Tag Archives: Contemporary Fiction

Murder Comes by Mail by A.H. Gabhart

murdercomesbymailMurder Comes by Mail by A.H. Gabhart was a great change of pace. I typically read historical (sometimes contemporary) romance, and this had that plus a murder mystery. It kept me on my toes, and I loved the plot.

The main character, Michael Keane, is a small-town deputy searching for a serial killer with the help of the local newspaper editor.

With the focus on the murders, the secondary character development suffered a bit, but I can easily get over that because the story was so enjoyable (is it weird to say you enjoyed a murder mystery?).

I’d recommend this book for anyone who loves small towns, mysteries, and great fiction. It’s a great summer read.

Excuse me while I go find the first book in the series . . .

4 stars—I liked it and will suggest it to those who might be interested.
(Learn more about my star system here.)

I received a copy of this book from Revell in exchange for my honest review. The opinions are my own and were not influenced by the publisher or author.

Summer TBR Pile

I love to read year-round, but summer is really my reading season. Call me lazy, or just un-athletic, but since I hate physical activity and can’t tolerate much heat, I enjoy the warmer weather by finding a shady spot and diving into a good book. Here are some of the books I’m hoping to read this spring/summer. If you’ve read any of them, I’d love to hear your thoughts (but no spoilers, please!).

Meant to Be Mine by Becky Wade

Meant to Be Mine

Fluff. Lovely, lovely romantic Christian fluff. That’s how I’d describe this book. And no, that’s not a bad thing. It was wonderful.

Meant to Be Mine was my second Becky Wade book, and I enjoyed it as much—if not more—than My Stubborn Heart.

It didn’t take long to get through and it was a happy, make-you-mushy story. But that doesn’t mean the characters don’t drive you crazy with their quirks and issues. Celia and Ty were almost too realistic in their flaws and stubbornness. I kind of just really wanted to knock their heads together so they’d see what was so painfully obvious to anyone with a brain. I suppose that’s what made the ending so satisfying. I thought I knew how it would end, and I was close, but I was surprised at one little twist Wade threw in at the end.

I was a bit surprised at the amount of sexual tension present in such a squeaky clean book. I don’t mean it had inappropriate sexual content. I just mean that the author didn’t ignore the role of physical attraction in romantic relationships. Addressing that physical attraction seems to be a growing trend in Christian fiction—contemporary or historical. It certainly makes the characters more relatable (and probably more appealing to the general market), but sometimes I think it can get in the way of the rest of the story. That said, I think Wade did a good job finding a balance.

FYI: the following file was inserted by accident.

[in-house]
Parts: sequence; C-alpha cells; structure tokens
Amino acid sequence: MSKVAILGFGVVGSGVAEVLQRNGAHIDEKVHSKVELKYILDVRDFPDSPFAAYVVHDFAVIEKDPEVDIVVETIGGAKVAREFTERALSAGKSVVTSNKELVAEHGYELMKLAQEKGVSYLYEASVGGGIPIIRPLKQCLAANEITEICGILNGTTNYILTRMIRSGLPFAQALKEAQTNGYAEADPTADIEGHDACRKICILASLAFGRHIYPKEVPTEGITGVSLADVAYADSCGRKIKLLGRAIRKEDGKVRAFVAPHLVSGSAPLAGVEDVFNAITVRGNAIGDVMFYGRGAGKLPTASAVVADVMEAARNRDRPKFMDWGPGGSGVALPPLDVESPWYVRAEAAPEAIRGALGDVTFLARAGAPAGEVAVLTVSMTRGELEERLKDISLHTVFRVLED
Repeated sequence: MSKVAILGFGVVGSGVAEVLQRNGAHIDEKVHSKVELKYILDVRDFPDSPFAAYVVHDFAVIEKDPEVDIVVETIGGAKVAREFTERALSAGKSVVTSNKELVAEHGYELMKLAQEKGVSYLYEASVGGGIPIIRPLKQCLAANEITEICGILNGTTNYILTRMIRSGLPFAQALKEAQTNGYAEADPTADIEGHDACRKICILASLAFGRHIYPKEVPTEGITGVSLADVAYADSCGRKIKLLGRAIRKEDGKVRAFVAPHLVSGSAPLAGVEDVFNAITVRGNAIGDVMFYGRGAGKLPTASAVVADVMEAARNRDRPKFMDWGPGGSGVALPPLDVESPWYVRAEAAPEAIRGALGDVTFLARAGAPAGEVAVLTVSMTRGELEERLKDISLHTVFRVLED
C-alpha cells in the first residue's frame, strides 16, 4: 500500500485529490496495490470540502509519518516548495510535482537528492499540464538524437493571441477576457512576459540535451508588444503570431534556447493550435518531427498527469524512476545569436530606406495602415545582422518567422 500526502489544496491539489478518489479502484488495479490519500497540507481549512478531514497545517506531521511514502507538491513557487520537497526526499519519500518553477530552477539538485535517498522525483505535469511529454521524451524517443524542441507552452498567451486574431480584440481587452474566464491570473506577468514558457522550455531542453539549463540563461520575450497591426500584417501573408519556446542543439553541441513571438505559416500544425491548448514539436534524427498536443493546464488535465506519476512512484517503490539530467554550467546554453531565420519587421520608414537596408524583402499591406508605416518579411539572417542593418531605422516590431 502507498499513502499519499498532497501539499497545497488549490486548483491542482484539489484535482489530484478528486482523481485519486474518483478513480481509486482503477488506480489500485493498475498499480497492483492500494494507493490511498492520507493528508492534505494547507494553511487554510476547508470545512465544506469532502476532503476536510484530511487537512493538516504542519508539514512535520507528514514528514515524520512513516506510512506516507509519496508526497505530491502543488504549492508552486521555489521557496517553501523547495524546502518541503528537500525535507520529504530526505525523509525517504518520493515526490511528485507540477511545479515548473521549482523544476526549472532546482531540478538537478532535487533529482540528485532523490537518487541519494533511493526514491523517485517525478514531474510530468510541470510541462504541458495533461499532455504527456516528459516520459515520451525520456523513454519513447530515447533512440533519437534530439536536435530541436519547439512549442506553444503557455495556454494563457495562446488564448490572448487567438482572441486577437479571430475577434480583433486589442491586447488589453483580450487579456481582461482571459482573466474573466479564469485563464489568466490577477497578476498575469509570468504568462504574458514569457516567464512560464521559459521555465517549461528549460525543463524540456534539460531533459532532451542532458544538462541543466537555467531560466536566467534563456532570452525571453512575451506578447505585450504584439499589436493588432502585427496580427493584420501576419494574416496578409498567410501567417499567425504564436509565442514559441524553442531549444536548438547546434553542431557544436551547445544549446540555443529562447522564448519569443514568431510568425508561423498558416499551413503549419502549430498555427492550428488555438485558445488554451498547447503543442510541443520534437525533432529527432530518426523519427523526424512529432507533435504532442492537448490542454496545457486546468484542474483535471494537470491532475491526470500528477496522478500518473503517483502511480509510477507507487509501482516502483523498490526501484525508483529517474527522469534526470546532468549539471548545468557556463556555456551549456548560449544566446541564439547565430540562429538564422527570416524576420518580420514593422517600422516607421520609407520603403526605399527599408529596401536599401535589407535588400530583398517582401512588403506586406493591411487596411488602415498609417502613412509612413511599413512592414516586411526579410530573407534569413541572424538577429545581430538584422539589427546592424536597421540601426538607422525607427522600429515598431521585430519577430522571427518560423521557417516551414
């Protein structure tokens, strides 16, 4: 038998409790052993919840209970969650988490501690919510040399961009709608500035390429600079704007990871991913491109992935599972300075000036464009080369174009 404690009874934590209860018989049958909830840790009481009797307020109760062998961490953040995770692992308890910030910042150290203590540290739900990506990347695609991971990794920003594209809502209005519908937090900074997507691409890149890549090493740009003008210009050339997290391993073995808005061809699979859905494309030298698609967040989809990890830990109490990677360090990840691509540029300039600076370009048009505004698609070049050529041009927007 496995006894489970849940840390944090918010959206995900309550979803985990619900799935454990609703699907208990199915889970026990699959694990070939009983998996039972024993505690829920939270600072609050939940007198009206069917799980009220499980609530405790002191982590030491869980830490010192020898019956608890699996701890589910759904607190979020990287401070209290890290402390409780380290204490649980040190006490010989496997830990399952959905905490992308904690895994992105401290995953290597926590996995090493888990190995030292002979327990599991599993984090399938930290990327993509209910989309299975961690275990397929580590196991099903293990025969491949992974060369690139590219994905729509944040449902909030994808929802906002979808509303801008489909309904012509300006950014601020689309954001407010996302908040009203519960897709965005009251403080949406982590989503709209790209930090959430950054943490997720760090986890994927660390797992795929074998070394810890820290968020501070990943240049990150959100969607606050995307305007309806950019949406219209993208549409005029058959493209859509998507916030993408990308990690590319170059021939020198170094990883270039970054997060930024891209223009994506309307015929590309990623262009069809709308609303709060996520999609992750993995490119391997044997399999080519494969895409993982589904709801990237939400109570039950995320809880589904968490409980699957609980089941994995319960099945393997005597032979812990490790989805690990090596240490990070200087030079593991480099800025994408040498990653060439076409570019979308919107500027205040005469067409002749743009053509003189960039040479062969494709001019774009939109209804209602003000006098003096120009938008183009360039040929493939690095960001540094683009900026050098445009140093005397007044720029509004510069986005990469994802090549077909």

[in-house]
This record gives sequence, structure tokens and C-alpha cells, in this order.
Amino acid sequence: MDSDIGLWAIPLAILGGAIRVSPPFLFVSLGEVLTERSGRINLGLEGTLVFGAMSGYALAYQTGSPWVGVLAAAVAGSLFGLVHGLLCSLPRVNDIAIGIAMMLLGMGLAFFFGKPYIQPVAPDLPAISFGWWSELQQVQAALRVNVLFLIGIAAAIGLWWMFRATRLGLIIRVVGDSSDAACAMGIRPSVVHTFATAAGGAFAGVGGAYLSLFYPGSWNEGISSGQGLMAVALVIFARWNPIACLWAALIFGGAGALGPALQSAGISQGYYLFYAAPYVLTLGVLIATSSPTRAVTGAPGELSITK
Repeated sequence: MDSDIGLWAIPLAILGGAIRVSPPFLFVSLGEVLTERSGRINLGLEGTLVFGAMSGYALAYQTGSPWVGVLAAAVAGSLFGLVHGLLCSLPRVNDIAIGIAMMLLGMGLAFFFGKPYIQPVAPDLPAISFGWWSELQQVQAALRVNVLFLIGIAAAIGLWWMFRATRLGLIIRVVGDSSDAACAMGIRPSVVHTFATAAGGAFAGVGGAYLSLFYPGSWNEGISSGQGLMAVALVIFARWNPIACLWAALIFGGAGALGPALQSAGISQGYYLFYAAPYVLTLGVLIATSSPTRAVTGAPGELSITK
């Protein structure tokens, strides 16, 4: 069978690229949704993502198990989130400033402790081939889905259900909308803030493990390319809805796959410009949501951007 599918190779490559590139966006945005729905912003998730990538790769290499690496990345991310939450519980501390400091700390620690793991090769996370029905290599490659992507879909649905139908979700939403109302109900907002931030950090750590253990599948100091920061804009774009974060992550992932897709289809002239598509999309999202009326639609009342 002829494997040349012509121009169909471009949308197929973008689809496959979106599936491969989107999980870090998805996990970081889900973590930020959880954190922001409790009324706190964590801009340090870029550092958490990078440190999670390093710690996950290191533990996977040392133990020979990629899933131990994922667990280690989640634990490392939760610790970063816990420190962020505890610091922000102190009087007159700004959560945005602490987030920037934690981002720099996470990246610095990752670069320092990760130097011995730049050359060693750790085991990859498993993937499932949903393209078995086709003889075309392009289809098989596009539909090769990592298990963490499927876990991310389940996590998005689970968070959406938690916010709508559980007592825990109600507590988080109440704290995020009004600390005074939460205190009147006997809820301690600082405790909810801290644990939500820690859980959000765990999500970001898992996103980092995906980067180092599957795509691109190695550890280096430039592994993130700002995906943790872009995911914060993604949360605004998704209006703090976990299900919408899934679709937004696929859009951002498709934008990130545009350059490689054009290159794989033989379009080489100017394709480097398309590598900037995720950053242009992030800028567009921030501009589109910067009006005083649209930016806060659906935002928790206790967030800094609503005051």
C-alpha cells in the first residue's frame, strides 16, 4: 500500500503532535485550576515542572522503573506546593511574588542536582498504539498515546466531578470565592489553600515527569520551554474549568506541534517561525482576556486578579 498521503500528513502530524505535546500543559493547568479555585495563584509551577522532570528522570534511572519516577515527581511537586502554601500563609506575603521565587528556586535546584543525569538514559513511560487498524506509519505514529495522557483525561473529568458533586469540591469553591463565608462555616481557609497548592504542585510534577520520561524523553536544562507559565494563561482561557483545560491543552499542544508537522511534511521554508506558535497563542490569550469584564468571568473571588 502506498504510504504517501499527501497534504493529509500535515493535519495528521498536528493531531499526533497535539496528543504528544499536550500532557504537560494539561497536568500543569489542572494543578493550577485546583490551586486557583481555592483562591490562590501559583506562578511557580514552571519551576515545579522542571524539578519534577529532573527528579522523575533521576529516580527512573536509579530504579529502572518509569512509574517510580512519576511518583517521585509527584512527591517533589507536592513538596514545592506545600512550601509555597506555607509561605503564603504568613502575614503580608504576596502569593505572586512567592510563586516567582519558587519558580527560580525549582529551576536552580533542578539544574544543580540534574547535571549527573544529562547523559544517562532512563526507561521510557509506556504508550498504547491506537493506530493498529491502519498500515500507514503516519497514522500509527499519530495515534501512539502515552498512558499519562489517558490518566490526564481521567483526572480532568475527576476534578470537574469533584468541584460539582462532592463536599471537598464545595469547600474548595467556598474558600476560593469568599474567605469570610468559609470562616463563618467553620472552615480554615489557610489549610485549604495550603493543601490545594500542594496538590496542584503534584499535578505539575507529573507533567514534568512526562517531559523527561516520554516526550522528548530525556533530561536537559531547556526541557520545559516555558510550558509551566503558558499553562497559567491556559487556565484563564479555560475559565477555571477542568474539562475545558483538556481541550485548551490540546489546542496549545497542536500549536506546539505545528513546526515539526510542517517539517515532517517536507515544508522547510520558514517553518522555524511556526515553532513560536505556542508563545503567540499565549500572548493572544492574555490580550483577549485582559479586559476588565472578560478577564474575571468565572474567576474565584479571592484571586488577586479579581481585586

A few pages in, I was a little nervous about where the story was going to go considering it starts with a Vegas wedding and two people who have spent less than a week together. But it turned out to be a great story about forgiveness and God’s redemption of past mistakes.

If you’re looking for a light, fun read, pick up a Becky Wade book. I don’t think you’ll be disappointed.

*I received a free copy of this book from the publisher in exchange for my honest review. My opinions are my own and were not influenced by the publisher or author.

Summer Reading List Reviewed

I like to take the summer off from doing book reviews so I can read whatever I want. Granted, many of the books I review are books I want to read anyway, but it’s nice to be able to read without a deadline looming over me or the constant questions in the back of my mind as I read (What do I like (or not) about this book? Why?) That said, I can’t resist posting about what I did read (I did a bunch of mini-reviews last summer, too).

This summer I read quite a few books, though not as many as I would’ve liked. I did stay on track to read 24 books in 2013. I got sidetracked by crocheting. Usually that’s a cool-weather hobby, but it carried over into summer this year. Instead of reading my Kindle the other night, I made a cover for it.


 That’s only one example. I’ve just had an insatiable need to create pretty things.

Anyway, here’s what I read (mostly in the order I read them in):

Stretch Marks

Stretch Marks: A Novel by Kimberly Stuart
This one wasn’t exactly a summer read—I read it in May when we were on our way home from Ohio. It was a quick, enjoyable read about a twenty-something girl who finds herself navigating a rocky relationship with her mother in the midst of an unplanned pregnancy. Of course there was some romance thrown in—with someone other than her live-in boyfriend who doesn’t “believe in marriage.”

redeeming love

Redeeming Love by Francine Rivers